Reading Notes | Handbook of Functional MRI Data Analysis - Introduction

Image credit: Dr. Mark Allen PhD

Welcome 👋 This is an English-translated version of the original reading notes via There may be some inaccuracies in the translation, so please correct me if you see any. For the original Chinese version, please visit 【读书笔记】Handbook of Functional MRI Data Analysis - Introduction (

Most of the content of this reading note comes from the Handbook of Functional MRI Data Analysis. Please read the original book for more accurate information. If there is any infringement, please get in touch with me and I will remove it immediately.

We plan to open a pit to study this classic book in the field of fMRI, and we will update our study notes one after another, welcome interested partners to study and exchange.

Chapter 1: Introduction

1.1. A brief overview of fMRI

- The underlying assumption of fMRI is that local neuronal activity leads to a compensatory increase in blood flow to the region, resulting in a relative surplus in local blood oxygen that can be observed by magnetic resonance.

- The two basic features of fMRI are.

- 1. The response of fMRI is very slow. Blood flow peaks about 5s after stimulus onset and takes 15-20s to return from undershoot to baseline.

- 2. It has been shown in a series of studies that the blood oxygen content (hymodynamic response) can be approximated as a linear time-invariant system. This property is extremely helpful in simplifying the data analysis of fMRI, allowing the introduction of mathematical tools such as convolution to optimize this neuroimaging technique.

- fMRI can be performed on almost all standard MRI scanners.


Figure 1: Hymodynamic response presented by four different subjects in V1 region for the same 500ms visual stimulus input. signals were acquired every 250ms in the experiment.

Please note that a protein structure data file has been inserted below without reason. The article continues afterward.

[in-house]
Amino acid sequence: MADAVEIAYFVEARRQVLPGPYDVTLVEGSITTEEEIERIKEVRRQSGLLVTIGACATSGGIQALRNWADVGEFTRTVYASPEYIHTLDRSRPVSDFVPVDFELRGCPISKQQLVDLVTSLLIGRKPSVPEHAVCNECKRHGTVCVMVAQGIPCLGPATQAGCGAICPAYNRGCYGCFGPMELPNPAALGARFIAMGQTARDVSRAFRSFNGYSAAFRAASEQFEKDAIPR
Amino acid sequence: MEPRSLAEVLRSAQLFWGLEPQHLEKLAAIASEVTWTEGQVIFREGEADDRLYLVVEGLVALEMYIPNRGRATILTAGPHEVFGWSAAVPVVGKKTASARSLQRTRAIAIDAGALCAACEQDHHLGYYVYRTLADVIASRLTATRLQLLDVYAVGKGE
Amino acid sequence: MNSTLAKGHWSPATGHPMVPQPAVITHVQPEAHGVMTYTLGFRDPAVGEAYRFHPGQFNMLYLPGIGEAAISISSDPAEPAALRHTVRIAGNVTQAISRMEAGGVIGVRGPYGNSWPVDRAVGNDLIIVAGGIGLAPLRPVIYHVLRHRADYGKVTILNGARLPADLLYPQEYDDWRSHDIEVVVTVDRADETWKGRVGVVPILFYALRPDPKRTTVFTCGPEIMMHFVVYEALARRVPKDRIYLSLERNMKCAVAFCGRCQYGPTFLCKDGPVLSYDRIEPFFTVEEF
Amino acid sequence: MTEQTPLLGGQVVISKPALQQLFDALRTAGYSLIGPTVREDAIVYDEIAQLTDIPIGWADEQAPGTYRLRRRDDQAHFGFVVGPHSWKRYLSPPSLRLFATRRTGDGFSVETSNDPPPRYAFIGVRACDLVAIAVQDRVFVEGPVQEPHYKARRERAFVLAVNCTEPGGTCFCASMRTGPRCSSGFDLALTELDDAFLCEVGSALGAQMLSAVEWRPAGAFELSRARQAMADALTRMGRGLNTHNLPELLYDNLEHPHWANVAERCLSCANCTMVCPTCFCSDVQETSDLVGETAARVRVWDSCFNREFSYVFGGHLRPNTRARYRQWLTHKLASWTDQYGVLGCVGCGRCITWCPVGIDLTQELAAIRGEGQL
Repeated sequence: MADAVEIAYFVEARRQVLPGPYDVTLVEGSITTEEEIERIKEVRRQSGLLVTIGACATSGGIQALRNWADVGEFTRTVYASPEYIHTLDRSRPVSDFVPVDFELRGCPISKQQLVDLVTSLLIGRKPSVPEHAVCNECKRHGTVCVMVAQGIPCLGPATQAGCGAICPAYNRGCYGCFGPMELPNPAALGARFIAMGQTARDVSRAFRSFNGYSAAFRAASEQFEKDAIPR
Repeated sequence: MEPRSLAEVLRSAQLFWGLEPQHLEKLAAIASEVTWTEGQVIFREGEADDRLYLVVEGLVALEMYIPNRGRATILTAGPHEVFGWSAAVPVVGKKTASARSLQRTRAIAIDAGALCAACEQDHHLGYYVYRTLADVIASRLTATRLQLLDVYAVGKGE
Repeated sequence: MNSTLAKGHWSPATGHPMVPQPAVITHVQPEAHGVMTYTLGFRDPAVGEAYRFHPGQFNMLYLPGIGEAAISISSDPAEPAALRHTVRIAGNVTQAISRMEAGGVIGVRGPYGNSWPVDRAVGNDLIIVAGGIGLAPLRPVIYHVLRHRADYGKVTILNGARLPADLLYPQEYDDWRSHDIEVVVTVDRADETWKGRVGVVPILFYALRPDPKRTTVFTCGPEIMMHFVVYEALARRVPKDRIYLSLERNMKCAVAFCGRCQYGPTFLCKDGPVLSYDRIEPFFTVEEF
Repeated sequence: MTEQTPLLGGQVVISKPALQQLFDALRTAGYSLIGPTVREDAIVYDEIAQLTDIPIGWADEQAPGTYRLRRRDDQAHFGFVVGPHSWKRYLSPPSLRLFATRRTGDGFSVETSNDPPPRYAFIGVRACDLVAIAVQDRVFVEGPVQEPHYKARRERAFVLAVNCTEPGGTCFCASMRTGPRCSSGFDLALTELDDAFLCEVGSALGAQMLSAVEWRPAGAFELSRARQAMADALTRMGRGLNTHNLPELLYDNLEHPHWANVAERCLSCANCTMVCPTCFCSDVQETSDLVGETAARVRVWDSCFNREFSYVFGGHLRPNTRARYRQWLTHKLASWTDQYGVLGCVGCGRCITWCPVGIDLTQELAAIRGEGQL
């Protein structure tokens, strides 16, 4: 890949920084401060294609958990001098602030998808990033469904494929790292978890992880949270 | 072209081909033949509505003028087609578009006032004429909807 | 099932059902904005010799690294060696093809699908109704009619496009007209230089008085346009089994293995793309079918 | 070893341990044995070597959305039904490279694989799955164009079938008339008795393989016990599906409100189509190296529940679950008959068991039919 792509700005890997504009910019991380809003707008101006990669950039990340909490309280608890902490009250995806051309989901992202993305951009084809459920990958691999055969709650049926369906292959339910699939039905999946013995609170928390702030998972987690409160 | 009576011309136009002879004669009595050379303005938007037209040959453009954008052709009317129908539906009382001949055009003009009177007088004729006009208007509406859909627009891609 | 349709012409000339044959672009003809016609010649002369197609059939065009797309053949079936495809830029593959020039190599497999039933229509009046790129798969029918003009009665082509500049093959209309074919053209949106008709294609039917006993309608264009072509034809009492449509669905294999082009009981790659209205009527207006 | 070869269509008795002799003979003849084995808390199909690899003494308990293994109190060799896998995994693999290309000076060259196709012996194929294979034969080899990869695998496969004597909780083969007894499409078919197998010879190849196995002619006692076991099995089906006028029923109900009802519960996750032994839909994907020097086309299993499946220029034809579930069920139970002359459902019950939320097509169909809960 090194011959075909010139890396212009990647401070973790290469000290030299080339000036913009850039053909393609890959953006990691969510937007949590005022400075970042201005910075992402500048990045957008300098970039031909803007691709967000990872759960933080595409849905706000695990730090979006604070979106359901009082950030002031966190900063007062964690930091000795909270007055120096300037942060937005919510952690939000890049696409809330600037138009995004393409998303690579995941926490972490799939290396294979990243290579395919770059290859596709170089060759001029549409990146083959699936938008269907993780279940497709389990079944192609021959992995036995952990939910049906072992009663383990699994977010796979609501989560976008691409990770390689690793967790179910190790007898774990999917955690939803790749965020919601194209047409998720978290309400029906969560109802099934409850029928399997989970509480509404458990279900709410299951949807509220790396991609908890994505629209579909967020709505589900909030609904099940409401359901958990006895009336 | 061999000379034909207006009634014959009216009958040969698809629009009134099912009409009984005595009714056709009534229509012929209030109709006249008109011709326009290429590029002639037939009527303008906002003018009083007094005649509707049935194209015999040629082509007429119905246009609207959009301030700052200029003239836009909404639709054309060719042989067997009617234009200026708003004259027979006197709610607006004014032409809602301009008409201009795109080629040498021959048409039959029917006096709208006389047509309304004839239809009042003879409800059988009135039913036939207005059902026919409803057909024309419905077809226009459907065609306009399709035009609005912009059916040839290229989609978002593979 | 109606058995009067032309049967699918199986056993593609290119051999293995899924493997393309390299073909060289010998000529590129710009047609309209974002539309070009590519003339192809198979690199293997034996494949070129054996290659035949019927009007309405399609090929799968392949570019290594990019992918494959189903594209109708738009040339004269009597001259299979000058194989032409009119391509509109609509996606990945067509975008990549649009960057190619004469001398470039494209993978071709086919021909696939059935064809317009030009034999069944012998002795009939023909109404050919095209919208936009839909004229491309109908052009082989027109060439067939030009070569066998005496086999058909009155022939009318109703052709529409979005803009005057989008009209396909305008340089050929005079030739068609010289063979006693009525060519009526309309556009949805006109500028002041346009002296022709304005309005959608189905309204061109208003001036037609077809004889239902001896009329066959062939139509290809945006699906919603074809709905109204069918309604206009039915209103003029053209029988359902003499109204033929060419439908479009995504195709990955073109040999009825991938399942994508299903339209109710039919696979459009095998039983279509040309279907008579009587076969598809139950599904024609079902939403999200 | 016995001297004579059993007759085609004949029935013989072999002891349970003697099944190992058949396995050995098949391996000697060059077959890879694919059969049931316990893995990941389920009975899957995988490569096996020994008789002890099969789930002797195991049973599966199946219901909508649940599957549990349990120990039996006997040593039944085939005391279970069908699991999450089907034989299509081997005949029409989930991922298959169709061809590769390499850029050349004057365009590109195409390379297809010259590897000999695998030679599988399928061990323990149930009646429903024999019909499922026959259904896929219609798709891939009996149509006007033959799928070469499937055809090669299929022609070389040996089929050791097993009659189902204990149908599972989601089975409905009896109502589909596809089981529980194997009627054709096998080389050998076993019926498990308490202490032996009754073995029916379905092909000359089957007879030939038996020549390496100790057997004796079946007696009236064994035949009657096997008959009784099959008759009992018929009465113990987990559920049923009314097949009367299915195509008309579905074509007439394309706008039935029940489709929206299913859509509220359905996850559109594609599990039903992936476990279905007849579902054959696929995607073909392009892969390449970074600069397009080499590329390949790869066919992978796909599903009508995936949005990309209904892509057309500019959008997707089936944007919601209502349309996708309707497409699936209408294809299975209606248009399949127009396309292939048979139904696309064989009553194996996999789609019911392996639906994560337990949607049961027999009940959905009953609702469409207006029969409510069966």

1.2. The emergence of cognitive neuroscience

- fMRI has expanded the audience for cognitive science researchers, and no longer has to be limited to patients with brain injury. In normal individuals, fMRI can also non-invasively record the activity that occurs in the brain during cognitive processes.

- Compared to PET (Positron Emission Tomography), fMRI has a better temporal resolution (although still in the order of seconds). Moreover, PET equipment is expensive, has ionizing radiation on humans, is limited in the number of subjects and experiments, and has a much worse resolution than fMRI.

- Thus, the advent of fMRI has revolutionized the field of cognitive science.

1.3. A brief history of fMRI analysis

- Initially researchers tried to analyze fMRI signals using PET analysis methods.

In PET experiments, subjects were required to repeat the same cognitive task over and over for at least one minute to obtain the signal, and the researchers then did t-tests on the task-state signal versus the resting-state signal to understand whether specific brain regions were involved in specific cognitive processes.